Njegosh published his magnum opus, The Mountain Wreath, in 1847, the banner year in Serbian literature. In the same year Vuk Karadzich published his own translation of the New Testament into a language that every Serb could understand, and Branko Radicevich published his Poems, the first collection of Serbian lyric poetry in the language of the people. To be sure, The Mountain Wreath goes beyond the significance of the year. It is a modern epic written in verse as a play, thus combining three of the major modes of literary expression.
The Mountain Wreath represents a synthesis in another sense as well. It is based on historical facts, thus it can be called a historical play. It epitomizes the spirit of the Serbian people kept alive for centuries; indeed, there is no other literary work with which the Serbs identify more. it gave Njegosh an opportunity to formulate his own philosophical views, views which also reflect and further inspire those of his nation. Finally, in this work the author reaches artistic heights seen neither before nor since in Serbian literature. These are the main reasons for the universal reverence for and high estimation of The Mountain Wreath the highest achievement in all of Serbian literature.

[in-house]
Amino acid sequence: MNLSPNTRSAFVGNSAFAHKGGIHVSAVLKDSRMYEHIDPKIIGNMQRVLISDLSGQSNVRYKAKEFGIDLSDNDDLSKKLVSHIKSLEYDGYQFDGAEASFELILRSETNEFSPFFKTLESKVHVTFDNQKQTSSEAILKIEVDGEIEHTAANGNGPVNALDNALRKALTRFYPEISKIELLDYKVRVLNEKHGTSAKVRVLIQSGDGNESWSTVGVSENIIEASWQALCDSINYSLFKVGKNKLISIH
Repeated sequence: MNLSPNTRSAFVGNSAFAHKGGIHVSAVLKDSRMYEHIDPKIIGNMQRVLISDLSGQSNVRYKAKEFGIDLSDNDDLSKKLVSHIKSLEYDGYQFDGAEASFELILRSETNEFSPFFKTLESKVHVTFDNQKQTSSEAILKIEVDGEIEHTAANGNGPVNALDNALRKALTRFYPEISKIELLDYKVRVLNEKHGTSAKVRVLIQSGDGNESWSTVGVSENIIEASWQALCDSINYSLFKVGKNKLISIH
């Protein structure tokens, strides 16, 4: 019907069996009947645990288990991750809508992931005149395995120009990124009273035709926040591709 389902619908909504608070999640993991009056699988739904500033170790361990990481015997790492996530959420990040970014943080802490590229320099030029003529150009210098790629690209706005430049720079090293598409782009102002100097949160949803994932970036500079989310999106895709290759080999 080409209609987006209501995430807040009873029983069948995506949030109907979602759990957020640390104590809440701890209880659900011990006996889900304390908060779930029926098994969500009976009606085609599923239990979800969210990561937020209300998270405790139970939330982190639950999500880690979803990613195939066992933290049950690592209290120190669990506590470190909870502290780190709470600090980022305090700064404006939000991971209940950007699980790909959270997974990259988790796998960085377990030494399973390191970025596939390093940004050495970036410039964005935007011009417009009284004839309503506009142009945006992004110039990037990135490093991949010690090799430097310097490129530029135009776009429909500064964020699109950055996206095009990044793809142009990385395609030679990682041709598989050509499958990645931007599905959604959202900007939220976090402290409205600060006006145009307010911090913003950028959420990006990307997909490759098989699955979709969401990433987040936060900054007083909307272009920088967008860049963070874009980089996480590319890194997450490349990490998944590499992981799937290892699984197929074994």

The play is based on a historical event in Montenegro that took place toward the end of the seventeenth century, known as “the exterminations of the Turkish converts”. Although the historical facts about this event are somewhat uncertain, it is known that at approximately that time Montenegrins attempted to solve radically the problem of many of their brethren who, having succumbed to the lure of Turkish power, had agreed to being converted to Islam, mainly to improve their increasingly harsh lives. The fact that Njegosh used this event only as a general framework, however, without bothering about the exact historical data, underscores his concern with an issue that had preoccupied him throughout his entire life: the struggle for freedom from foreign oppression. He subjects the entire plot and all characters to this central idea.